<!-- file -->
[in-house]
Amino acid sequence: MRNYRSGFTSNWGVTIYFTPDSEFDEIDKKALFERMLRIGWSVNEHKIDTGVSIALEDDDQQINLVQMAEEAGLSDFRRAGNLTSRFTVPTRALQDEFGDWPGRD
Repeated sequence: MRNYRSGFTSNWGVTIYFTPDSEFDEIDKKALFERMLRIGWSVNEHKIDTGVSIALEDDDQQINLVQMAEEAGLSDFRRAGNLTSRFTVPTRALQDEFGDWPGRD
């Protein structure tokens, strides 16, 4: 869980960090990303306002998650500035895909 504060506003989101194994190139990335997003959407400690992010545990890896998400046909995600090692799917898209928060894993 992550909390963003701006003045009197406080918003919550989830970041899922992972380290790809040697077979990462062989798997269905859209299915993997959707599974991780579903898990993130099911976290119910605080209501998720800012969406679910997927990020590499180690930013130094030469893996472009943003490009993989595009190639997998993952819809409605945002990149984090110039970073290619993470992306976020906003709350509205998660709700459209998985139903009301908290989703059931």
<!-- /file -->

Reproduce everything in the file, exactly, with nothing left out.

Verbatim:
[in-house]
Amino acid sequence: MRNYRSGFTSNWGVTIYFTPDSEFDEIDKKALFERMLRIGWSVNEHKIDTGVSIALEDDDQQINLVQMAEEAGLSDFRRAGNLTSRFTVPTRALQDEFGDWPGRD
Repeated sequence: MRNYRSGFTSNWGVTIYFTPDSEFDEIDKKALFERMLRIGWSVNEHKIDTGVSIALEDDDQQINLVQMAEEAGLSDFRRAGNLTSRFTVPTRALQDEFGDWPGRD
């Protein structure tokens, strides 16, 4: 869980960090990303306002998650500035895909 504060506003989101194994190139990335997003959407400690992010545990890896998400046909995600090692799917898209928060894993 992550909390963003701006003045009197406080918003919550989830970041899922992972380290790809040697077979990462062989798997269905859209299915993997959707599974991780579903898990993130099911976290119910605080209501998720800012969406679910997927990020590499180690930013130094030469893996472009943003490009993989595009190639997998993952819809409605945002990149984090110039970073290619993470992306976020906003709350509205998660709700459209998985139903009301908290989703059931």